Given that we write music on different continents and share it numerous times per day via the wonder of the world wide web, I suppose that the ease in which the material is transported over the Atlantic should alert us to how straightforwardly end users the world over can immediately access our music.
Still, it always fascinates both of us to see the enormous variety of ways in which editors and supervisors use our music to promote products or within programs in countries the world over. Thanks to new technologies available to writers and publishers, we are able to listen to virtually every usage of our music just a few minutes behind real time – and it’s become an enjoyable pastime to seek out videos of the usages to put in our “collection’.
Here’s one example we found the other day.
It’s a Spanish supermarket advert- but if you listen really carefully at the end you’ll hear the dulcet tones of Mr Jeff Meegan witih the tag line “One True Love” – which is the title of the song we wrote for a recent Big Band album. This was recorded with the Rob Parton Big Band conducted by David, and written by the two of us in 2012.
More examples to be posted when we see them!
The first thing we did once we found out we were going to be recording a Dixieland album in New Orleans was to start listening to Dixieland music properly. There are several ways in which a person can listen to music. Obviously, sometimes we listen for pleasure but any composer will tell you, sometimes we listen to “get under the hood” of a musical style, to get a sense of what makes a genre tick.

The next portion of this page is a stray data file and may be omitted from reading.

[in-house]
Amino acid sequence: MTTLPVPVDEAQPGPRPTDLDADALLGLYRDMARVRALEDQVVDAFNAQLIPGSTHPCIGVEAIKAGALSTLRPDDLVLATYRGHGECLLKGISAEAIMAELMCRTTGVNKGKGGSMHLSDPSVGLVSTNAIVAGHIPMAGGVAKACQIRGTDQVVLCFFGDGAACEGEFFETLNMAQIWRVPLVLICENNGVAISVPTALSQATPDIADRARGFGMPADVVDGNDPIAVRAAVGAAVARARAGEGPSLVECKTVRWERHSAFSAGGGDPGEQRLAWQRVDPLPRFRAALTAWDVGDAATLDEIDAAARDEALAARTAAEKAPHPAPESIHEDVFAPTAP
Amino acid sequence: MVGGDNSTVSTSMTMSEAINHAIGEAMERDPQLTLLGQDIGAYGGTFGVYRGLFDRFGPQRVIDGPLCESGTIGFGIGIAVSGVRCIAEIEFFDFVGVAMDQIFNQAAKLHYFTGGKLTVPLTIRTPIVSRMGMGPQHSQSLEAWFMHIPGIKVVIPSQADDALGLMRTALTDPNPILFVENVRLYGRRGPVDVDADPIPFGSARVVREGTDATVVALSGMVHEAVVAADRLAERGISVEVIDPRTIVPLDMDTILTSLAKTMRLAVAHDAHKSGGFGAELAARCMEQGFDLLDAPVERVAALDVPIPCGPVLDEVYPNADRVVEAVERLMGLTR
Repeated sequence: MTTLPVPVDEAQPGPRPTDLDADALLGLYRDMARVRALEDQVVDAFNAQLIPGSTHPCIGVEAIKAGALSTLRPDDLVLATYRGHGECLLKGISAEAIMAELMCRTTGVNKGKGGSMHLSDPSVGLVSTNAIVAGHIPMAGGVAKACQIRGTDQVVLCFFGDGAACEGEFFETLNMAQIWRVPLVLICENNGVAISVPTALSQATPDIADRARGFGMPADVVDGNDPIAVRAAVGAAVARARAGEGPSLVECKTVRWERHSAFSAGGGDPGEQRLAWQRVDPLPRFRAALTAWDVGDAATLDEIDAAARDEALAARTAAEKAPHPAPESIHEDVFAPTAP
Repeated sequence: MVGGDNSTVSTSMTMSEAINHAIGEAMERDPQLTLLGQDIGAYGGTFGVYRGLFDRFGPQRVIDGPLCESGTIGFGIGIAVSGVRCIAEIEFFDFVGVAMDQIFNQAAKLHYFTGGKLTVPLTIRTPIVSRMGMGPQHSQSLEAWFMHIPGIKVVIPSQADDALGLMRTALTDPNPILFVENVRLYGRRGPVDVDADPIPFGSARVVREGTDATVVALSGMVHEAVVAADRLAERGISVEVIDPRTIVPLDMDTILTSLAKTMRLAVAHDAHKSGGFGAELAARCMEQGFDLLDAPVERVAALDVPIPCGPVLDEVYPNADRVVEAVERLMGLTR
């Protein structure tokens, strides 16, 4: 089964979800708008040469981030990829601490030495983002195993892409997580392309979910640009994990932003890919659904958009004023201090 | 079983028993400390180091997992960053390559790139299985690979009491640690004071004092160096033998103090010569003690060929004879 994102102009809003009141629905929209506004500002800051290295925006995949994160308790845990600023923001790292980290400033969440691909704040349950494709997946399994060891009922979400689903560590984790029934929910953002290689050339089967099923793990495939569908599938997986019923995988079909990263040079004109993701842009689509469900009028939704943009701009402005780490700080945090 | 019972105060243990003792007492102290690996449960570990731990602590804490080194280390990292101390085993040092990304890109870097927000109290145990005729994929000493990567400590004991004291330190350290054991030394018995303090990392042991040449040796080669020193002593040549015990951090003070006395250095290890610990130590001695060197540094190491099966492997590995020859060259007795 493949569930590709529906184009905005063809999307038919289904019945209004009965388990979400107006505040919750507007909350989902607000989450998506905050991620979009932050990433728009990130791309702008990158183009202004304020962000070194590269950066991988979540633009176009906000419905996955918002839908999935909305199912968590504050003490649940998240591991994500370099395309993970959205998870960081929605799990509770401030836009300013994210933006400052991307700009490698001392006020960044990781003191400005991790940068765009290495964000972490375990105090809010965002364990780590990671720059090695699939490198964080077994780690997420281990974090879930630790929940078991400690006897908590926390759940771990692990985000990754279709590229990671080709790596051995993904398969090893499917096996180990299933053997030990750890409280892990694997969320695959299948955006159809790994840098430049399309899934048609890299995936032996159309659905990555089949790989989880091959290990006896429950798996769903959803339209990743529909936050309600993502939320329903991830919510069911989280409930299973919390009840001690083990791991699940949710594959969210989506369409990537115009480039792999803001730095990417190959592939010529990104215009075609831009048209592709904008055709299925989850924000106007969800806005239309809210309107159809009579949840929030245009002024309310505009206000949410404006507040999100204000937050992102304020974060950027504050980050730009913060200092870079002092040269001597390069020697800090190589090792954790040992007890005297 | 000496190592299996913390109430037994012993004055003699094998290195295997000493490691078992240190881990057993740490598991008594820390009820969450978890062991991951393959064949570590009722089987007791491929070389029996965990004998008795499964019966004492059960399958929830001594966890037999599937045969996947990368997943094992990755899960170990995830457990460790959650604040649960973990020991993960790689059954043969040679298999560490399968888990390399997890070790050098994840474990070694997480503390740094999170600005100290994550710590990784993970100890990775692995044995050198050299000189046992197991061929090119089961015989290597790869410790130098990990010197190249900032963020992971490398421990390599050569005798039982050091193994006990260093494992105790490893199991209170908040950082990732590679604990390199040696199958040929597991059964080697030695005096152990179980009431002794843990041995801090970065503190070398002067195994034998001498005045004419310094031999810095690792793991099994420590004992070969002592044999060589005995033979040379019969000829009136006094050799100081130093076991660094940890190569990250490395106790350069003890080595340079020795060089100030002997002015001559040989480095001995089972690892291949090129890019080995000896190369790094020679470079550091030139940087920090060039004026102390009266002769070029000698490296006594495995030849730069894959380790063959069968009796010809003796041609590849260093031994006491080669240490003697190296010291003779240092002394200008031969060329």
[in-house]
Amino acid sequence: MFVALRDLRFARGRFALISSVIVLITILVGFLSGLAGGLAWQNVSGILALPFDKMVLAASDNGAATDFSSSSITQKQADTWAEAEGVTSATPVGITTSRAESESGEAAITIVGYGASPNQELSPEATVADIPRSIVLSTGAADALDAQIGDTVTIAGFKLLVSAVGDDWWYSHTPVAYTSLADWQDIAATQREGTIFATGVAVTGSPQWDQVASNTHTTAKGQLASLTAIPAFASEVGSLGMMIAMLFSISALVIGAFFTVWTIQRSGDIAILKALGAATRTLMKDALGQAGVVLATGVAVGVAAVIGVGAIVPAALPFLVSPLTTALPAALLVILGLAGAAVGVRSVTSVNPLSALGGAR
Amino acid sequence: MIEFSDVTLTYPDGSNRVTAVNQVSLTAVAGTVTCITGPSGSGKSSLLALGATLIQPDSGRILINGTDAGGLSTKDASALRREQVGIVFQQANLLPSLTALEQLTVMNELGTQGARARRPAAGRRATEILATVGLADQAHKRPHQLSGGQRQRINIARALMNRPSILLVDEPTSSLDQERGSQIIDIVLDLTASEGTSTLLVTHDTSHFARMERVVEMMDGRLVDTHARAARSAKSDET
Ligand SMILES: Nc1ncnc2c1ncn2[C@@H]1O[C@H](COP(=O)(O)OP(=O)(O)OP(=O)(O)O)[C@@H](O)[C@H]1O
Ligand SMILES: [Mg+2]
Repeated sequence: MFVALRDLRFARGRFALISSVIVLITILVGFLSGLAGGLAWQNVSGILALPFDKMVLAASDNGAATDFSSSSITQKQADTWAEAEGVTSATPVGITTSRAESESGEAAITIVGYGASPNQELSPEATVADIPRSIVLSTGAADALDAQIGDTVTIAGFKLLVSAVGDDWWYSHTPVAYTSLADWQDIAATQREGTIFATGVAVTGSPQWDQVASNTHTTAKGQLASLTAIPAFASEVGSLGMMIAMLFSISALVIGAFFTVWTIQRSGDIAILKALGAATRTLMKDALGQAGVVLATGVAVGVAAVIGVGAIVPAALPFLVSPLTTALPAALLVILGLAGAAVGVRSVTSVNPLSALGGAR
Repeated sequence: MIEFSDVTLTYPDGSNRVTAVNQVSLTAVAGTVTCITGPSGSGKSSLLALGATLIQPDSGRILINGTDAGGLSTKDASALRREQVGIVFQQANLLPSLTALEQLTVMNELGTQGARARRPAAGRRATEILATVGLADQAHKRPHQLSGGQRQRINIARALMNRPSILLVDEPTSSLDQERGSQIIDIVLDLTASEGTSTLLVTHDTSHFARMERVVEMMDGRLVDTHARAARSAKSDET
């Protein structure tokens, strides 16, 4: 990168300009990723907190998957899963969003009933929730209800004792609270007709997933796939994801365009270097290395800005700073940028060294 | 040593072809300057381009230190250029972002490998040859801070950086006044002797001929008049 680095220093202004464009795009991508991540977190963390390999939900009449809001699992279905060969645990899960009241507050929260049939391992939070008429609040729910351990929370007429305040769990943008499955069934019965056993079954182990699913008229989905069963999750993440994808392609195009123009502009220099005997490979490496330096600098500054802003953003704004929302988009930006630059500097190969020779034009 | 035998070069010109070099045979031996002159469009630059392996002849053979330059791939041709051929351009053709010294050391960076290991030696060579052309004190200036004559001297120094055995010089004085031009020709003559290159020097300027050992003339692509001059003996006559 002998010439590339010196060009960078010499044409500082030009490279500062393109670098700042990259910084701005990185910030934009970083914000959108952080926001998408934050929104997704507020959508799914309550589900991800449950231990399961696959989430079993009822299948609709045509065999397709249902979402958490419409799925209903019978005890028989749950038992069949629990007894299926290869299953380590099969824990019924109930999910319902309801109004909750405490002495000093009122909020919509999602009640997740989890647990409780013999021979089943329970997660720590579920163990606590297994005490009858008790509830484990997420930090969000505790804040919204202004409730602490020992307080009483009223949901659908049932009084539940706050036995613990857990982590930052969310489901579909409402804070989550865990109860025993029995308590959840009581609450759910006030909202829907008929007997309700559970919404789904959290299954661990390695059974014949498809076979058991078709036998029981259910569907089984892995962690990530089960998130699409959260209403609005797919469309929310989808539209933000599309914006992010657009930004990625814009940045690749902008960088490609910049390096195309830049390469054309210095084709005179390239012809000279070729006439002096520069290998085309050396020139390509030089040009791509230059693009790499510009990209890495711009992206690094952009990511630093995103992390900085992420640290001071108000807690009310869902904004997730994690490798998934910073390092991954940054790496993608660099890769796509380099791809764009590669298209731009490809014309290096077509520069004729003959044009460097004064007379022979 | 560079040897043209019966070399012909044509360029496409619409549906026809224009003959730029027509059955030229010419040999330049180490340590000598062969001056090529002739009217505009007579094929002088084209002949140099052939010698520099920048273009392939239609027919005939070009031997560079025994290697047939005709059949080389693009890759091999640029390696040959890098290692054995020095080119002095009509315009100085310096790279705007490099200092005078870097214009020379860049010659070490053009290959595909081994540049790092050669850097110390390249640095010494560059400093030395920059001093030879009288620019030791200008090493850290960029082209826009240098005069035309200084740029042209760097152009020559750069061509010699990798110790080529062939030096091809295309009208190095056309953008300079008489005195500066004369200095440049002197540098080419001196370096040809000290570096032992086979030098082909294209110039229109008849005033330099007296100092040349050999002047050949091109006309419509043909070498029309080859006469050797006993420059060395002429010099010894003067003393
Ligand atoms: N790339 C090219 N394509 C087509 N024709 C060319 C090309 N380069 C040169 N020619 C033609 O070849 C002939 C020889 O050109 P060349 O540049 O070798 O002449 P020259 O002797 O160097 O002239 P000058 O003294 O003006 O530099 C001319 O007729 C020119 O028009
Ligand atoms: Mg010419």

The Makings of Dixieland
The ubiquitous nature of Dixieland became more and more apparent the more listening we did. TV productions and advertisements for both adults and kids alike seem to feature Dixieland pieces. Closer inspection also brought to light the diverse influences that have widened the boundaries of the style. For example, there is a healthy dose of Afro Caribbean music in New Orleans which has influenced Dixieland jazz, as well as Folk music from France and marching band music (where Dixieland finds its roots). Dixieland, like many other jazz idioms is largely an improvisational idiom. Although we like to carefully prepare scores with specifics for players, we realized up front that we needed to give the players room to stamp their own stylistic interpretations on each work. Our mission in New Orleans wasn’t to ask these musicians to play our music our way, but to play our music their way.
The line up of instruments is particularly specific for most Dixieland works. Therefore we kept our line up traditional with trumpet, trombone, clarinet, sousaphone, upright bass, piano, banjo, guitar and washboard. One of the unusual things about Dixieland is the use of the sousaphone. What a powerful beast this thing is! The sound was originally based in American marching bands and has a really particular timbre often found on Dixieland tracks, so we split our bass lines between upright bass on some tracks and Sousa on the others. Both played by the marvellous Matt Perrine.
A New Orleans Tradition
Any one of the musicians playing on these recordings would frankly tell you that the music scene in New Orleans has changed vastly over the years. The older generation of Dixieland players have moved on or passed away and the city’s music community feels their loss. That being said, the torch is being carried on by a select few and we had the pleasure of working with some of them on this recording. We worked with a musical fixer, Mark Bingham from Piety Street Studios, to help us find the right musicians. Mark is incredibly well connected and putting our faith and trust in him paid dividends. We ended up with a band comprised some of this generation’s most well known New Orleans musicians.